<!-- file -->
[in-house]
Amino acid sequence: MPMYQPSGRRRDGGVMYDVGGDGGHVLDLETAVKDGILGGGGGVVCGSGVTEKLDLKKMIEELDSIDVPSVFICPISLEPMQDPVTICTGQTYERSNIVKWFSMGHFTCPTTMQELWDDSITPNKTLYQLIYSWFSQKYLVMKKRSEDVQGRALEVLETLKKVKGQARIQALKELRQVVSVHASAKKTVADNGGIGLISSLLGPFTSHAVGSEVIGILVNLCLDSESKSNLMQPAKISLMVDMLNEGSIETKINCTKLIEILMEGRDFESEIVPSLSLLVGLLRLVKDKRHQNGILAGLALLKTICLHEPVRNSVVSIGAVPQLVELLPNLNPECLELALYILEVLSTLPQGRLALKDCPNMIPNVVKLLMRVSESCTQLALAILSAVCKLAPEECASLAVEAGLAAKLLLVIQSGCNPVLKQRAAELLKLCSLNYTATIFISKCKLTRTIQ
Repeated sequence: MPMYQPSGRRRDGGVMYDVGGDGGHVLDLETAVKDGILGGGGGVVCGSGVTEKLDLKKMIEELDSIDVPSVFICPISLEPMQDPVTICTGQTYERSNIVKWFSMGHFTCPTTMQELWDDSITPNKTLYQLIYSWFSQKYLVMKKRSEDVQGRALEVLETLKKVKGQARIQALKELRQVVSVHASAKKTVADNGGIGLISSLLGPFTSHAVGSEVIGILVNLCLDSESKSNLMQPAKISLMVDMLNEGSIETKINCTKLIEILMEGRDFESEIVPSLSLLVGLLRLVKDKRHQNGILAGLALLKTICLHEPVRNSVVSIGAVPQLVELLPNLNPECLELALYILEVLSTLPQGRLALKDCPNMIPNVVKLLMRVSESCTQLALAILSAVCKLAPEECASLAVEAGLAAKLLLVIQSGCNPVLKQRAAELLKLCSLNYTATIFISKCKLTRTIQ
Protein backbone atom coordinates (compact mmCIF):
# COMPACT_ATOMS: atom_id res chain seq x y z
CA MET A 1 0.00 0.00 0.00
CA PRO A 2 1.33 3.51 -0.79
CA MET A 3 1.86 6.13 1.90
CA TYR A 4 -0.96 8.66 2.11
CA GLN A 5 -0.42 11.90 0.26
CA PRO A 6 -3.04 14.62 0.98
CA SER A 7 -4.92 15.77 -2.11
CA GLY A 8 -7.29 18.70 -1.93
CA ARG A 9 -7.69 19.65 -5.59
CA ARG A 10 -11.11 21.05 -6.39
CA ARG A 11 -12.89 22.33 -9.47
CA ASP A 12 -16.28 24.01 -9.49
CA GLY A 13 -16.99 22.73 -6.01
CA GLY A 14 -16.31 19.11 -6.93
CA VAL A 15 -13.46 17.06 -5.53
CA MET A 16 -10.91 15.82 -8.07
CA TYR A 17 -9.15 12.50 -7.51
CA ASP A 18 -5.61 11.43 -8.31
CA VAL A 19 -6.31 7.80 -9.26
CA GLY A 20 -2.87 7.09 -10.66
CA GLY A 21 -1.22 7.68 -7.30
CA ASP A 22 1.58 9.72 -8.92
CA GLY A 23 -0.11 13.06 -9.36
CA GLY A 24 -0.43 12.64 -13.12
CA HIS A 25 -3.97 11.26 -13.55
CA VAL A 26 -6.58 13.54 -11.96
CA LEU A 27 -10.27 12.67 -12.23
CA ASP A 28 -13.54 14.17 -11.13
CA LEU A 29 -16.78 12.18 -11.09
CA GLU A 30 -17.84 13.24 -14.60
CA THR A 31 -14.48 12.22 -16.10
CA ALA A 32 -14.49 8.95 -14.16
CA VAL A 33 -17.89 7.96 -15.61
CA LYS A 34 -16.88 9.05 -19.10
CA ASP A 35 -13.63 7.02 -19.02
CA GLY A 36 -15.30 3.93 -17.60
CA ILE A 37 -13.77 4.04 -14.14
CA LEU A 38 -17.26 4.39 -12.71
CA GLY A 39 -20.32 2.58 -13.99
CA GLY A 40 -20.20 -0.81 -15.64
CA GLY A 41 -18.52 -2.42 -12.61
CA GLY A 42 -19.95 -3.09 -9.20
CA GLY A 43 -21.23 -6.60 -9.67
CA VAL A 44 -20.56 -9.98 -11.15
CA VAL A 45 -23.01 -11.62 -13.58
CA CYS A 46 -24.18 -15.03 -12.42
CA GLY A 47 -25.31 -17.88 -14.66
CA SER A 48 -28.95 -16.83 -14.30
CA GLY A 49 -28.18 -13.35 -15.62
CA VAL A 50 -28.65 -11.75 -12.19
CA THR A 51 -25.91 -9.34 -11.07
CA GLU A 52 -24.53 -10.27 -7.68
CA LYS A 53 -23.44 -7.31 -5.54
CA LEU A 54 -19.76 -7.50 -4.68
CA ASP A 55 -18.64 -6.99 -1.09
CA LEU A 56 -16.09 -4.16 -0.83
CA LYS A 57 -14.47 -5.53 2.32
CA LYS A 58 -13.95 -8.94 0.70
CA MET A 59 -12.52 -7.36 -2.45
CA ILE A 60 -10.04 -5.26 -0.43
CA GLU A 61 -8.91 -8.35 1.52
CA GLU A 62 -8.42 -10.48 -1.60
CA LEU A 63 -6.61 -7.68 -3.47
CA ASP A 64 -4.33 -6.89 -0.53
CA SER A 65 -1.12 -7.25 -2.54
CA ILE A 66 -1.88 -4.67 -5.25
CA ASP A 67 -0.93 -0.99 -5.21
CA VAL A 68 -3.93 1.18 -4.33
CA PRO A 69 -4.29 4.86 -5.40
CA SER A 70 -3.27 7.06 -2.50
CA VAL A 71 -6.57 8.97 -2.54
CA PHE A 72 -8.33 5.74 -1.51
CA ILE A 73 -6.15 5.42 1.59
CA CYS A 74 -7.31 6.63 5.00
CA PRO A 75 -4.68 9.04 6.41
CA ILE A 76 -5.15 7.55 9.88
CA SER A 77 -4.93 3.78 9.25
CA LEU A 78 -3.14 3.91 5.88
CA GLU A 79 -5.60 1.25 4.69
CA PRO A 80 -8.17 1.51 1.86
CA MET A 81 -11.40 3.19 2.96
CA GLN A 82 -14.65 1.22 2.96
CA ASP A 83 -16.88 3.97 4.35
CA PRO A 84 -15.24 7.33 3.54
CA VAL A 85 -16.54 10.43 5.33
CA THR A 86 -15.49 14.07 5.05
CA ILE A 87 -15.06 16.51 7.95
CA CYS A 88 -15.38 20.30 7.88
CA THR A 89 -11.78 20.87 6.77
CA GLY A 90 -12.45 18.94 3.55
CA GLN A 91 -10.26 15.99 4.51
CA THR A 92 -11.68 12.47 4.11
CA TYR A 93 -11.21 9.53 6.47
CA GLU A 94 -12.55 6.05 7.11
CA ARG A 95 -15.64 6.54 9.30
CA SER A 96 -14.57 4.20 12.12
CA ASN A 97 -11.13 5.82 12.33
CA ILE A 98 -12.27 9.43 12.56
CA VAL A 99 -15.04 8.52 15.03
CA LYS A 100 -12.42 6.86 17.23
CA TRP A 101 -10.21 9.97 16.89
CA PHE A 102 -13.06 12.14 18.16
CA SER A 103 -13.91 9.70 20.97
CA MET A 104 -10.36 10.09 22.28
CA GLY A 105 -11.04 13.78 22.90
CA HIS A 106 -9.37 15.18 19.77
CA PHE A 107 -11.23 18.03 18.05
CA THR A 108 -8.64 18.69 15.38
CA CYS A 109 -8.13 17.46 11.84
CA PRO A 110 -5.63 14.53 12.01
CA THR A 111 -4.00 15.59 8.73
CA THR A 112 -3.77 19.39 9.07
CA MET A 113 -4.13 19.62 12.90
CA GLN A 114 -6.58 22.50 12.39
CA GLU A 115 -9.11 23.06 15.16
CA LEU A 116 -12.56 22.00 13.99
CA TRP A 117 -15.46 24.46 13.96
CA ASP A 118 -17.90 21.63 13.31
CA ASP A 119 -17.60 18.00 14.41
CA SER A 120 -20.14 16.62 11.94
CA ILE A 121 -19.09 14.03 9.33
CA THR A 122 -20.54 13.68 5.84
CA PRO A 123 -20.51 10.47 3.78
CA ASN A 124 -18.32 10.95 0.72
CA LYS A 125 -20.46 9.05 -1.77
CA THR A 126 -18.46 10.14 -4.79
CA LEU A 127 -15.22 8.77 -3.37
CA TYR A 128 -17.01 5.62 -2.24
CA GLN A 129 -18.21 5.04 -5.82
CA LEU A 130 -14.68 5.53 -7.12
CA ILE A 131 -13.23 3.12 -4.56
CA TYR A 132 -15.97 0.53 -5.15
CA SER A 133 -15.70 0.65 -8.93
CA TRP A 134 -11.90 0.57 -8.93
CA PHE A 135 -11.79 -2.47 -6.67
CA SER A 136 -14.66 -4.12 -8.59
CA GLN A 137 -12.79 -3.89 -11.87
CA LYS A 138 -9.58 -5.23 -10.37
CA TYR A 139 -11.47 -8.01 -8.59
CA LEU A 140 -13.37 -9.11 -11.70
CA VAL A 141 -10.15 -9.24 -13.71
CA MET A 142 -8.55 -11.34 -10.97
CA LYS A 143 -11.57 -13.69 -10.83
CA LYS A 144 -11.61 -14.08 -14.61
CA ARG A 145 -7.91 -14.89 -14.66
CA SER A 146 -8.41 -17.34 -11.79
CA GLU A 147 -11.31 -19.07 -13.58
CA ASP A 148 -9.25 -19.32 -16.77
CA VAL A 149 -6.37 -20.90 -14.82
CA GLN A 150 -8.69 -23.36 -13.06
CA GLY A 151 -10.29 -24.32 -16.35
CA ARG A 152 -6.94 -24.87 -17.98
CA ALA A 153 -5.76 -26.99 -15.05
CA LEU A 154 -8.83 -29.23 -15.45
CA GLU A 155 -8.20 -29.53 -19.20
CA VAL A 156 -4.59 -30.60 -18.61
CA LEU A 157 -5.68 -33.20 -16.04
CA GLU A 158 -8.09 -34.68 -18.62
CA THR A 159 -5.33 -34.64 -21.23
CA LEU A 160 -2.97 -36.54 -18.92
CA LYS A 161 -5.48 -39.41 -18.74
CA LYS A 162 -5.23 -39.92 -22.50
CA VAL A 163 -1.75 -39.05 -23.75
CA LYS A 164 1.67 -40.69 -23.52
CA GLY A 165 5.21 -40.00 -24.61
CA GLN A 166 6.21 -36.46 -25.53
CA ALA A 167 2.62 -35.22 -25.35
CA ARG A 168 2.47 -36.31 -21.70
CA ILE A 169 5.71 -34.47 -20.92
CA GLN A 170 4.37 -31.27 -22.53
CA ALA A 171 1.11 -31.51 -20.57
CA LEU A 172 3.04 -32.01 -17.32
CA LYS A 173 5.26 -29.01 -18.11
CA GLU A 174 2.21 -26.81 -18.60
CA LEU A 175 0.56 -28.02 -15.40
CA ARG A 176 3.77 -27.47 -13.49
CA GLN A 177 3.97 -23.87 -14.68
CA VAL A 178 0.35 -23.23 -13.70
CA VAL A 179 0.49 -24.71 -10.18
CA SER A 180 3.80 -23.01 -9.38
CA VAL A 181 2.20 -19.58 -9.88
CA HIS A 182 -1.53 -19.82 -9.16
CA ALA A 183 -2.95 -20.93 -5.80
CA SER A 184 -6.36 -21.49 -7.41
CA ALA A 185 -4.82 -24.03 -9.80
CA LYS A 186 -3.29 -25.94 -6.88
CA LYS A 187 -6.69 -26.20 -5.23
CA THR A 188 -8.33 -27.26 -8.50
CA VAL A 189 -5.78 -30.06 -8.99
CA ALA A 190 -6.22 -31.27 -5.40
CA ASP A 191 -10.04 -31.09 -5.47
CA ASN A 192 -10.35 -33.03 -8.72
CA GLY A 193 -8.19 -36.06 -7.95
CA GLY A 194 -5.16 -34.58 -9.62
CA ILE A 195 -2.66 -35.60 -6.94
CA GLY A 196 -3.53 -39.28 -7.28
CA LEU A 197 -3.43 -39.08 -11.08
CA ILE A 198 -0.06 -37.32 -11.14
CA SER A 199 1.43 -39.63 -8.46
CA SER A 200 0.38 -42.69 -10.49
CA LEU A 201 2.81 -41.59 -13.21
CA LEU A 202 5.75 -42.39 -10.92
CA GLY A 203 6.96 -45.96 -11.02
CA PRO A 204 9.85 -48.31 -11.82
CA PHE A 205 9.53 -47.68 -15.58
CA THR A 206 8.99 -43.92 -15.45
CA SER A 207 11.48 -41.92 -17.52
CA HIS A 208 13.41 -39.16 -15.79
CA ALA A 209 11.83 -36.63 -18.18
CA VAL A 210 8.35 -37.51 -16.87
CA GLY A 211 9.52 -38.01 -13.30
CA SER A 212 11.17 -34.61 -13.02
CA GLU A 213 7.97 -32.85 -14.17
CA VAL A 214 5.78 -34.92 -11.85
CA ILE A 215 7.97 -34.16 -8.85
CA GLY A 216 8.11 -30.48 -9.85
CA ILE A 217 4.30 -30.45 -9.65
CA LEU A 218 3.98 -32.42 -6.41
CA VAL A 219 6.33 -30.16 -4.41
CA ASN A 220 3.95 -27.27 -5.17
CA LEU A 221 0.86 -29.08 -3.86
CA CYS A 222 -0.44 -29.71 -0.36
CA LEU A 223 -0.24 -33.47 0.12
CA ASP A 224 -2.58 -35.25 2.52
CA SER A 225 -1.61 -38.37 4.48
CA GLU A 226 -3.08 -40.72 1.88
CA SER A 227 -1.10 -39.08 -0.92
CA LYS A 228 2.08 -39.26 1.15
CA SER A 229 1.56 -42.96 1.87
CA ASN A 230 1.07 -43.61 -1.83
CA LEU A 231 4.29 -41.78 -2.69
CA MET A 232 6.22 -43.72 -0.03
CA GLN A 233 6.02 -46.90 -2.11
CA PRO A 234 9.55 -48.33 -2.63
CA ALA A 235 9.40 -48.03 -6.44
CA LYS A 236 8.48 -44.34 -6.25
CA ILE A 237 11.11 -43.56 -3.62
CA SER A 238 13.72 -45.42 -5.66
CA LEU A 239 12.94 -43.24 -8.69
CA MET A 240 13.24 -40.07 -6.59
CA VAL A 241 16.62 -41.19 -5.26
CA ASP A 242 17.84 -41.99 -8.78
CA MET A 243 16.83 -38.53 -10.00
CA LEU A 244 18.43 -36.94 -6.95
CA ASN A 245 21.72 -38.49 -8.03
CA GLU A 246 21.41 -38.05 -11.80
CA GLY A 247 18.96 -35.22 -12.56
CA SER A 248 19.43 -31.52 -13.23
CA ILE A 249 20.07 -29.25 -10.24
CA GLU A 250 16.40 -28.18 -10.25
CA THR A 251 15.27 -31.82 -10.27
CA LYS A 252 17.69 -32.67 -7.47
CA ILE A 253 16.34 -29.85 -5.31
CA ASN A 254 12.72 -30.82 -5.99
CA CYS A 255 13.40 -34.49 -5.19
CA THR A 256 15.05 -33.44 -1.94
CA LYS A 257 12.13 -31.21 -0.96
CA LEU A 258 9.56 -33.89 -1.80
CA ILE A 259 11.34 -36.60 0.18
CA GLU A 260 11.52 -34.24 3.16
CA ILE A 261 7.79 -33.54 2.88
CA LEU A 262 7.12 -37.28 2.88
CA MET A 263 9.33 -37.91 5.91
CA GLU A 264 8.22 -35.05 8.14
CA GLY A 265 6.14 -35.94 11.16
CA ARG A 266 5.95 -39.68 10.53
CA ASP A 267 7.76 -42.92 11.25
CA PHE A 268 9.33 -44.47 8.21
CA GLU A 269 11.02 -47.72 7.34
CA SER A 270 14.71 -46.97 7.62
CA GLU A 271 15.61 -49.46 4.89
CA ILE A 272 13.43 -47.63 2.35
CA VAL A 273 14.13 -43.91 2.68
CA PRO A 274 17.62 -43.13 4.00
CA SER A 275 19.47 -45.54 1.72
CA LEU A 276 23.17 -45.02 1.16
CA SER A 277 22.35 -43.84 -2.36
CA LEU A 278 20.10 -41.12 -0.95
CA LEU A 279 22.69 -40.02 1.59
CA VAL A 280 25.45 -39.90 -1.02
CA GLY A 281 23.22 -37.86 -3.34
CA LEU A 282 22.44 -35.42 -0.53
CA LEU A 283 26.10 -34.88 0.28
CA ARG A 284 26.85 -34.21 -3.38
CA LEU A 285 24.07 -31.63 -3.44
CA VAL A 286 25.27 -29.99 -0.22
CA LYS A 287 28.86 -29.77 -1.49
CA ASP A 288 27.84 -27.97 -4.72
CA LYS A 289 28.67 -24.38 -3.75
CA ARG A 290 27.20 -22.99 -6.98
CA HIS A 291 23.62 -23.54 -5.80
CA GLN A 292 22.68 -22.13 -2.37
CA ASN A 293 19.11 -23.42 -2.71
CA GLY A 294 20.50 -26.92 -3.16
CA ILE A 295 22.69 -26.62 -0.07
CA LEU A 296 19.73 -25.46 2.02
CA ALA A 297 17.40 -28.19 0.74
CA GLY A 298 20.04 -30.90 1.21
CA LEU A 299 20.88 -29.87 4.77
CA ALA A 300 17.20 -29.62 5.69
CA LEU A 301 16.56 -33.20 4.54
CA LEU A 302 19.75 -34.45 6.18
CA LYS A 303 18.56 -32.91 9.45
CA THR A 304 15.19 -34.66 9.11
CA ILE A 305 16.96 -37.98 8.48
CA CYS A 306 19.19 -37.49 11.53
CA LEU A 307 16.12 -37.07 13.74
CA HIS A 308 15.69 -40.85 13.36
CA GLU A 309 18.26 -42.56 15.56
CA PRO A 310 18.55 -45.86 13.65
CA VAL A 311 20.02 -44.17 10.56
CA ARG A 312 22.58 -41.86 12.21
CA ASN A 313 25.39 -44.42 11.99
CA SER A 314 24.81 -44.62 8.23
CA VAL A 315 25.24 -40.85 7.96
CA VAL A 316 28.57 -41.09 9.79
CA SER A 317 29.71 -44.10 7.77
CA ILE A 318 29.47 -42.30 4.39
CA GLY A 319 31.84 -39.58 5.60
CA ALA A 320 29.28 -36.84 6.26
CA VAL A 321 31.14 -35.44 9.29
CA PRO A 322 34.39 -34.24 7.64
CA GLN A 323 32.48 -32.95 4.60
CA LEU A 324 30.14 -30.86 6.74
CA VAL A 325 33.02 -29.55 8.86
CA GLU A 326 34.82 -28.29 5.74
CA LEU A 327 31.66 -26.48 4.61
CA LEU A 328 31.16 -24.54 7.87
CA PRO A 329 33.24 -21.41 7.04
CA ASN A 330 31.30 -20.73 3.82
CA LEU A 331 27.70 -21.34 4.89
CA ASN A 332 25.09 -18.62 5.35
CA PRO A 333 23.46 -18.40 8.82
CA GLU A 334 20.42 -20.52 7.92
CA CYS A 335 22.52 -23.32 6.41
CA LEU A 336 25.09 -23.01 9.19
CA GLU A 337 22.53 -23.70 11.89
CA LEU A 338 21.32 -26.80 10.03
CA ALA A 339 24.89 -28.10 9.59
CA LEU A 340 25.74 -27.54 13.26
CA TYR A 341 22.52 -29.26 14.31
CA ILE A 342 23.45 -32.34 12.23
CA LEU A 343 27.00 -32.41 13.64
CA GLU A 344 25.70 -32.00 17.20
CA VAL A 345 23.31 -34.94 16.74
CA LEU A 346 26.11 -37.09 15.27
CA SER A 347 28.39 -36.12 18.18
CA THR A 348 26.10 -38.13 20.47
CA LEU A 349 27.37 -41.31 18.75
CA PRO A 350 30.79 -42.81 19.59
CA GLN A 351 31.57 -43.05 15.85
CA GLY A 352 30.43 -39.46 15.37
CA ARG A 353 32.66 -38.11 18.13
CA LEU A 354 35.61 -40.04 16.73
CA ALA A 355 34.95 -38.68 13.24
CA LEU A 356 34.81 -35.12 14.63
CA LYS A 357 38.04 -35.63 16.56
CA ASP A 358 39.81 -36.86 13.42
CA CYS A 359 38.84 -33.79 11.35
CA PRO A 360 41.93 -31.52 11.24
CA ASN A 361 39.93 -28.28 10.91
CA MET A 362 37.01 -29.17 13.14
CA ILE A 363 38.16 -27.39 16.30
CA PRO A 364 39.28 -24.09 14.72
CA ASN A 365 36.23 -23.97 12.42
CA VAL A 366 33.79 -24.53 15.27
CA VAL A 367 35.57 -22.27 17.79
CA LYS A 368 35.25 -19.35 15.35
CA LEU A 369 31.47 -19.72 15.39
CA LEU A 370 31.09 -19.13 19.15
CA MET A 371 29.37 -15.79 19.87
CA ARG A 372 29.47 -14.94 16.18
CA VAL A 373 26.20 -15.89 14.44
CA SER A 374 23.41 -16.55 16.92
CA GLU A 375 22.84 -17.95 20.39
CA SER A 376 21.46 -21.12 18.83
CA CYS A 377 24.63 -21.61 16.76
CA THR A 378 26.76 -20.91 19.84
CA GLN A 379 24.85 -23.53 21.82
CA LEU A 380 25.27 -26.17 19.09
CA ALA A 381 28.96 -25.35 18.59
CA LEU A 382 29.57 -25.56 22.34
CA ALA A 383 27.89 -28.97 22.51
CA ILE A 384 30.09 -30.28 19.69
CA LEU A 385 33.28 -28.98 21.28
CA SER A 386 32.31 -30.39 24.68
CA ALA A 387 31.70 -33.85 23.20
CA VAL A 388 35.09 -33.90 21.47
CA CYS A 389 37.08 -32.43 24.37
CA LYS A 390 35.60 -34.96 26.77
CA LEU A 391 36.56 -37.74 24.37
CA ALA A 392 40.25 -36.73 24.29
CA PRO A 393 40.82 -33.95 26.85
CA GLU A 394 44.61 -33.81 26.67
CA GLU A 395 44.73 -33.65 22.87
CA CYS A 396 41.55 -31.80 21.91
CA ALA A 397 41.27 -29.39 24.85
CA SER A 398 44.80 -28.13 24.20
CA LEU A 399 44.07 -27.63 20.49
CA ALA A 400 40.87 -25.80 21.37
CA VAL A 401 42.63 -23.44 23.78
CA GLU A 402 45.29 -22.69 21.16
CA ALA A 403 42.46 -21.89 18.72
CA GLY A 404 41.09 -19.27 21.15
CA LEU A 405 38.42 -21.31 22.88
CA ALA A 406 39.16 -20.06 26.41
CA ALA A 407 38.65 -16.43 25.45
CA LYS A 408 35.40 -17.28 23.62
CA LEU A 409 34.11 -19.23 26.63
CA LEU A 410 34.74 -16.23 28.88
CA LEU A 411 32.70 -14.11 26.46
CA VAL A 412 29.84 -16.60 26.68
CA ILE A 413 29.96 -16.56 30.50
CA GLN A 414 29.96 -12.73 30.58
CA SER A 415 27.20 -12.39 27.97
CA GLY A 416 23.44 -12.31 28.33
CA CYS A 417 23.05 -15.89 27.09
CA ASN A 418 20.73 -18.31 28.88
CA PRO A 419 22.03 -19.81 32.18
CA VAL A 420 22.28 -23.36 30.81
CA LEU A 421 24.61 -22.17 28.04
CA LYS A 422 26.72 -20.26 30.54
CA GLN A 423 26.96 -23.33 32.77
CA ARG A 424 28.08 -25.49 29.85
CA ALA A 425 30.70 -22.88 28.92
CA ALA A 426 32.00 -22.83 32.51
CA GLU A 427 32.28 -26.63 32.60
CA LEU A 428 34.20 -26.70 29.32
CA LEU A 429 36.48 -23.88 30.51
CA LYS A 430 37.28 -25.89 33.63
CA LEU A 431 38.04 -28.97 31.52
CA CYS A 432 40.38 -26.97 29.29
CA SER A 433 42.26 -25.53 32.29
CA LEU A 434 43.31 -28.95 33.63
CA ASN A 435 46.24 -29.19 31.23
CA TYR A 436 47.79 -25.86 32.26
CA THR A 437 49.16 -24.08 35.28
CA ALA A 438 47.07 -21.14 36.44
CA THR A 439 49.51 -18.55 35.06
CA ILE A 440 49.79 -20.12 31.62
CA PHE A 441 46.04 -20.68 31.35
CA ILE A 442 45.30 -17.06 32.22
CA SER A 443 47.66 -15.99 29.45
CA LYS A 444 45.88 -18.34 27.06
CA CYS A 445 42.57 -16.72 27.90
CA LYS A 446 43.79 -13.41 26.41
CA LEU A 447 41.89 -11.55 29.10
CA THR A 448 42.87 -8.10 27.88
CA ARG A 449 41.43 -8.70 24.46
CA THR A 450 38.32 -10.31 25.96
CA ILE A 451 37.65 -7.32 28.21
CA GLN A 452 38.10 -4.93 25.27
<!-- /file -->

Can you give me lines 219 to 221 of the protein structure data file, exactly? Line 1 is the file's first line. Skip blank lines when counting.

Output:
CA VAL A 214 5.78 -34.92 -11.85
CA ILE A 215 7.97 -34.16 -8.85
CA GLY A 216 8.11 -30.48 -9.85